Figure 2 and Figure 3 illustrates the distribution of the oxalate-soluble fraction along the river-sea transect. The total content of the oxalate-soluble (amorphous) Fe increased from the river to the sea, whereas its percent content varied insignificantly (18-24 % of the total content) and is the highest in sediments in the frontal zone (sts.2-3). The amorphous form is most abundant for Fe and Cr in both estuarine and bay sediments. The amorphous Mn is enhanced in riverine (st.2-3) and marine (st.7-8) end-members of the transect, while percent content of amorphous form of Pb, Co and Ni is significant in all sediments studied but tends to decrease seawards. Iron and manganese oxyhydroxides (FeOOH and MnOOH) largely control bioavailability in estuarine sediments [11,12,36]. The role of oxyhydroxides in controlling metal bioavailability is tremendously important and requires further investigation.

6.                   Conclusions

In the Cai River - Nha Trang Bay estuarine system sedimentary Fe, Mn, Cr, Ni, Zn, Cu, Pb and Co varied in relatively narrow ranges along the salinity gradient and tend to increase seaward. Cr, Ni, Zn, Cu, Pb and Co are at natural levels and within the reference background and SQG values. The distribution of total contents of heavy metals in sediments of the estuarine system is strongly influenced by the deposition of materials of different grain sizes.

Assuming that the mean determined amounts of the oxalate-soluble, pyrophosphate-soluble and weak-acid-soluble forms are a measure of the potential metal bioavailability in sediments of the Cai River - Nha Trang Bay estuarine system, the studied elements can be arranged in the following increasing order of average potential bioavailability: Crractionation of total metal contents is essential for correct assessment of the contamination level and potential contaminant bioavailability. 

Along the salinity gradient, the sediments are mostly enriched with the potentially bioavailable heavy metals in the frontal and transitional zones of the estuary. The most bioavailable parts of Co, Ni and Cr are associated with easily soluble amorphous Fe and Mn oxyhydroxides, while Pb, Zn and, especially Cu are weakly held in organic matter. Therefore, specific metal forms are found to be useful environmental indicators.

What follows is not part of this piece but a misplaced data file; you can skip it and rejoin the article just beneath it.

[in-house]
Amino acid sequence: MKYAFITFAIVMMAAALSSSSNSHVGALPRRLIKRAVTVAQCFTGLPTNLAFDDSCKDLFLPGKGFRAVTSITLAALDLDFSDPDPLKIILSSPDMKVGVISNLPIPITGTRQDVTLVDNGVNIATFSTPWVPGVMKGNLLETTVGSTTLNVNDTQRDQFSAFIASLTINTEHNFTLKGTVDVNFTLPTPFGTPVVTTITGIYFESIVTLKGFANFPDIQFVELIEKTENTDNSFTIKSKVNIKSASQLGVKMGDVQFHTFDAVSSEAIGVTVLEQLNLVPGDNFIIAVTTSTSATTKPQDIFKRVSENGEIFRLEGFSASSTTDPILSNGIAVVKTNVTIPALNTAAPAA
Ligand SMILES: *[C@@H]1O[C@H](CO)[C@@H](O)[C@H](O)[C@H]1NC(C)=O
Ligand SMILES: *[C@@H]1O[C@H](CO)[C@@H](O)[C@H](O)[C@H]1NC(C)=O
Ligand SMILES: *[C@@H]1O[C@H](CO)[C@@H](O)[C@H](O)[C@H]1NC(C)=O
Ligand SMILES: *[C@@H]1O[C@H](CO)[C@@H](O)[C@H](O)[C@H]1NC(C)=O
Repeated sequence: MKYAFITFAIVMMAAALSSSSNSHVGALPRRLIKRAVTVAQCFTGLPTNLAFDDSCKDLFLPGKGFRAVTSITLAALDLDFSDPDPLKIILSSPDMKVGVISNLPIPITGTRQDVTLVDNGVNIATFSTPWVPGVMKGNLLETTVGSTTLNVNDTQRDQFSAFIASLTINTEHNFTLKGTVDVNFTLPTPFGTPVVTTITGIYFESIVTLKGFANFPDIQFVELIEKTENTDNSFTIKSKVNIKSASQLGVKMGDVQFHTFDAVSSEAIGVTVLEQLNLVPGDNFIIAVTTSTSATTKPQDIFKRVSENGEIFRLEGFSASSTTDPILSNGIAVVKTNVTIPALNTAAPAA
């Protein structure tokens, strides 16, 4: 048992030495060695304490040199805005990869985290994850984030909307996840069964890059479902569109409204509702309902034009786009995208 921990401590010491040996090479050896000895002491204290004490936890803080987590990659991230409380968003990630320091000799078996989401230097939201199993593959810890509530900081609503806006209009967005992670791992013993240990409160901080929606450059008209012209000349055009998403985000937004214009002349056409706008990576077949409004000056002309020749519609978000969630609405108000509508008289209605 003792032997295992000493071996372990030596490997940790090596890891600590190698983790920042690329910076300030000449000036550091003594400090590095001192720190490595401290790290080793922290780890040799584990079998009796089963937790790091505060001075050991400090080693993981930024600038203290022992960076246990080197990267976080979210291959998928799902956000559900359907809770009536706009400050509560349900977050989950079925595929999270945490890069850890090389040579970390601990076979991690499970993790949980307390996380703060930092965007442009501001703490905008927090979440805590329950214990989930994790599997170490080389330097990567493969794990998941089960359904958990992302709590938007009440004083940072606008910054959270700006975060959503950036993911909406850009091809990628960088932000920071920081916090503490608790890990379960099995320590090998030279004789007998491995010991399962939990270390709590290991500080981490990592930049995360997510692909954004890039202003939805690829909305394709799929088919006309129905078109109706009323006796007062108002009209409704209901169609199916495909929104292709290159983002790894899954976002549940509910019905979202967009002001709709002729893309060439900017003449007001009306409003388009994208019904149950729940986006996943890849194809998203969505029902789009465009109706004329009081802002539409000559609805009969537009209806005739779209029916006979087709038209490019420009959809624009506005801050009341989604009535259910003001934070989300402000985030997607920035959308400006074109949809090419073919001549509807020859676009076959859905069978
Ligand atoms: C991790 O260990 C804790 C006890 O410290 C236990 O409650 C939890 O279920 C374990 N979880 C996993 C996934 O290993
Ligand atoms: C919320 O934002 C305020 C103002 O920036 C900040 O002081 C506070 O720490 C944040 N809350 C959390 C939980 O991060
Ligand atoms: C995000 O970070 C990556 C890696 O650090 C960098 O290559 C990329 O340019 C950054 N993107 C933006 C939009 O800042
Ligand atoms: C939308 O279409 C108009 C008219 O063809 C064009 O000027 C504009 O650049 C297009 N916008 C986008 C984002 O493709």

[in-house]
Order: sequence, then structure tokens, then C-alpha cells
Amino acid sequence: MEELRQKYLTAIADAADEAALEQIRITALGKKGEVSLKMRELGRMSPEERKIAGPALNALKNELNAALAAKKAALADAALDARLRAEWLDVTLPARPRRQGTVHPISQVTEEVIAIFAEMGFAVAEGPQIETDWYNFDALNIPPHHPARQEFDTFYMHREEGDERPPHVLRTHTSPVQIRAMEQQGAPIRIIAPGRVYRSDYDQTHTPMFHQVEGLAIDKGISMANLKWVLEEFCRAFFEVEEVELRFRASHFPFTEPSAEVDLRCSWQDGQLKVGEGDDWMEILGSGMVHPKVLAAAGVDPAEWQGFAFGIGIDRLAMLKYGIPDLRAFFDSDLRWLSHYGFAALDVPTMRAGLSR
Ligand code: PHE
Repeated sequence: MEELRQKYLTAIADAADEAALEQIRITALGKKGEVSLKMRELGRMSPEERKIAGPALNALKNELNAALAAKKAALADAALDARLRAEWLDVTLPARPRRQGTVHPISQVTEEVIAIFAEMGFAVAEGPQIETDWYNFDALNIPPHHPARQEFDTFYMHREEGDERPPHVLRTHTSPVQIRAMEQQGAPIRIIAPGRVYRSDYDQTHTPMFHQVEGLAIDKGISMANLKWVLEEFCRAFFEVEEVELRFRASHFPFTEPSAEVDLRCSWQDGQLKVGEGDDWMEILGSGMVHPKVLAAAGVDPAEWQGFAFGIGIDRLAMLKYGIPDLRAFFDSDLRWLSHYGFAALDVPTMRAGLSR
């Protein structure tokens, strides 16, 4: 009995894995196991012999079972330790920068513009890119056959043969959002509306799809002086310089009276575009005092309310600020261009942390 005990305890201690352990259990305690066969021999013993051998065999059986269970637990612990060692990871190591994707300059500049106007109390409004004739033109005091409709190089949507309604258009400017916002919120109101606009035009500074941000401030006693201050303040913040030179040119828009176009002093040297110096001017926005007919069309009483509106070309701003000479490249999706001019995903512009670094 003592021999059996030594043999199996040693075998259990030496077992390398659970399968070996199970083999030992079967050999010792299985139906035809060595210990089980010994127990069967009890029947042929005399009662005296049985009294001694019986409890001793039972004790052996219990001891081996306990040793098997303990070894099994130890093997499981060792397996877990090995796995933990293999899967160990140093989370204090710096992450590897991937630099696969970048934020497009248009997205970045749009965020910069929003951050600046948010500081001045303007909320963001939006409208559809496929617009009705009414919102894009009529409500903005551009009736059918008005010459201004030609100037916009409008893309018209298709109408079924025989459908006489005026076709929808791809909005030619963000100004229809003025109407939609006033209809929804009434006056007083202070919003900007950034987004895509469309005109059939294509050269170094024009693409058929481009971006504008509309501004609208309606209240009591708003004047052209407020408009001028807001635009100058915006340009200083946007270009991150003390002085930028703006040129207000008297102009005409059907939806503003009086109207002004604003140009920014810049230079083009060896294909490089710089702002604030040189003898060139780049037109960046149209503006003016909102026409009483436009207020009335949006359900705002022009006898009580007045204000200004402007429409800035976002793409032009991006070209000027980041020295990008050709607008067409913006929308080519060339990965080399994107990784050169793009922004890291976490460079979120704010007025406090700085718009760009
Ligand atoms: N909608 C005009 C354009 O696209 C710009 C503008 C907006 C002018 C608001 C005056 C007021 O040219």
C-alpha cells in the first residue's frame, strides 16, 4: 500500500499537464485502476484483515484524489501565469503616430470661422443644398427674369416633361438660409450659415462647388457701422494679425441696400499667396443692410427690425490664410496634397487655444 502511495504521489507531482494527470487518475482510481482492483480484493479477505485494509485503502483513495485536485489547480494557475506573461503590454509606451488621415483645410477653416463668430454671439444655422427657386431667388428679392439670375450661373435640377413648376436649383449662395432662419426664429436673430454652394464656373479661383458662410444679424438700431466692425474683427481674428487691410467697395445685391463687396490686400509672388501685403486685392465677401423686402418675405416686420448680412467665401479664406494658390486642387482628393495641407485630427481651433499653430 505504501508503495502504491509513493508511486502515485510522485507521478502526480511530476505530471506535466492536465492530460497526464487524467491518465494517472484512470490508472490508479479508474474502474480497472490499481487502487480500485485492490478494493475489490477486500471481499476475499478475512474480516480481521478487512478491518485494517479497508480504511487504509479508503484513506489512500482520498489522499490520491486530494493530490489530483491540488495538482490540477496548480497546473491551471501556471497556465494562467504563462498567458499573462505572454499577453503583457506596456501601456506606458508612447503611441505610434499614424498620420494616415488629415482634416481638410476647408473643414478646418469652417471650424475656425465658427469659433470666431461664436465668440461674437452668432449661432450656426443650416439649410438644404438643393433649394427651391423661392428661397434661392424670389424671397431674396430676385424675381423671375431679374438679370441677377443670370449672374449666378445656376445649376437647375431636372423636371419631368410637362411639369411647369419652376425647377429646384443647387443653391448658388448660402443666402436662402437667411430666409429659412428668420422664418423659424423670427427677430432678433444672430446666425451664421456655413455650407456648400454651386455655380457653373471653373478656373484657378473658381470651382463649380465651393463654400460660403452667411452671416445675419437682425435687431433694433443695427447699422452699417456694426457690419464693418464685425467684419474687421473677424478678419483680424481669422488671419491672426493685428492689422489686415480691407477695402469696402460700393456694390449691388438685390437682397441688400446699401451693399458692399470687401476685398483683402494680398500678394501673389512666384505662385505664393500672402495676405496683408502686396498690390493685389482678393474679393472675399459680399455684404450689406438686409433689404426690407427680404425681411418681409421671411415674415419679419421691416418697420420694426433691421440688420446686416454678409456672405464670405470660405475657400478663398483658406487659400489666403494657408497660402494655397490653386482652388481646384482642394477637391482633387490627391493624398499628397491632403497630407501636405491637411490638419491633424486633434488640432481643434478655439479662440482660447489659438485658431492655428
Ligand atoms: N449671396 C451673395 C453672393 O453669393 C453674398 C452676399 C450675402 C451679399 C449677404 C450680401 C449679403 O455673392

7.                   Funding Support

This research was performed in the framework of the state assignment of FASO Russia (theme No. 0149-2018-0005)


Figure 1: Location of Study Sites.


Figure 2:  Fe, Mn, Cr, Cu, Pb and Zn form distribution along the salinity gradient.


Figure 3: Ni and Co form distribution along the salinity gradient.



Stations

Sand

(63 µm - 2 mm)

Silt

(2 - 63 µm)

Clay

(<2 µm)

TOC

TIC

2

49.58

23.96

26.46

1.77

0

3

47.81

28.28

23.91

1.49

0

4

71.03

19.23

9.74

0.89

0

5

28.47

47.48

24.05

1.55

0

6

49.31

37.6

13.09

1.76

0

7

3.26

42.69

54.05

0.61

2.11

8

2.37

28.96

68.67

1.02

0.88


Table 1: Sand, silt, clay, TOC and TIC contents in sediments (in % of dry weight).

 

Element

Range

Mean±SD

Shalea

Pelagic

clay a

River sed b

ERLc

ERMc

Fe

2.46-4.51

3.98±0.64

4.72

6.5

2.5

-

-

Mn

0.03-0.06

0.04±0.01

0.085

0.67

0.05

-

-

Cr

27.9-66.7

45.8±9.9

90

90

50

81

370

Cu

12.1-26.9

18.5±4.1

45

250

20

34

270

Co

4.9-12.2

8.5±1.8

19

74

15

-

-

Ni

14.2-38.1

23.2±6.1

50

230

25

20.9

51.6

Pb

35.1-61.6

54.4±11.0

20

80

15

46.7

218

Zn

69.8-121

104.6±16.2

95

170

60

150

410

TOC

0.61-1.77

1.36±0.39

-

-

1.4

-

-

TIC

<0.01-2.10

1.49±0.69

-

-

0.4

-

-

a - cited from Li, 1991 [23];

b - cited from Savenko, 2006 [24];

c - cited from Long et al., 1995 [27].


Table 2: Total metal contents in sediments and reference values (in µg g-1, except for Fe, Mn, TOC and TIC in % of dry weight).

Element

Station (river - sea)

Mean

2

3

4

5

6

7

8

 

Weak acid-soluble

 

Fe

4540

5620

2840

7640

3440

2660

2920

4237

Mn

344

144

36

58

52

164

264

152

Cr

3.4

4.8

3.2

4.8

3.4

5.2

5.6

4.34

Cu

0.4

0.4

0.2

0.2

0.2

0.2

0.2

0.28

Co

4.1

4.6

2.2

6.2

3.4

1.8

2.6

3.51

Ni

5.6

4.8

3.4

3.1

3.1

2.4

5.2

3.89

Pb

16.4

14.1

13.4

16.3

20.2

12.1

15.6

15.34

Zn

18.3

14.1

13.2

14.4

15.8

4.2

7.6

12.37

 

Pyrophosphate-soluble

 

Fe

2580

2940

1300

1480

1360

420

600

1526

Mn

180

82

30

32

42

50

90

72

Cr

0.1

0.8

0.2

0.4

1.6

0.8

0.2

0.74

Cu

5.6

2.2

2.6

0.8

1.1

0.4

0.2

1.84

Co

0.2

0.2

0.2

0.2

0.2

0.2

0.2

-

Ni

0.2

0.2

0.2

0.2

0.2

0.2

0.2

-

Pb

4.8

7.1

7.2

5.4

9.6

5.2

7.6

6.63

Zn

18.6

10.4

9.1

14.8

13.4

1.2

2.3

9.91

 

Oxalate-soluble

 

Fe

11300

10550

5480

8250

7550

7500

8430

8437

Mn

375

172

75

87

90

158

255

173

Cr

5.3

5.2

4.1

6.2

5.1

7.3

6.2

5.53

Cu

3.2

3.7

2.5

2.1

4.4

0.4

0.5

2.37

Co

1.6

1.1

0.6

2.2

1.5

1.2

1.9

1.43

Ni

1.4

2.2

1.6

1.3

2.6

2.2

2.1

1.91

Pb

5.4

6.8

3.4

5.4

4.1

1.1

1.2

3.91

Zn

5.6

7.1

8.2

6.8

8.7

6.5

8.1

7.24


Table 3: Metal form contents in sediments (in µg g-1).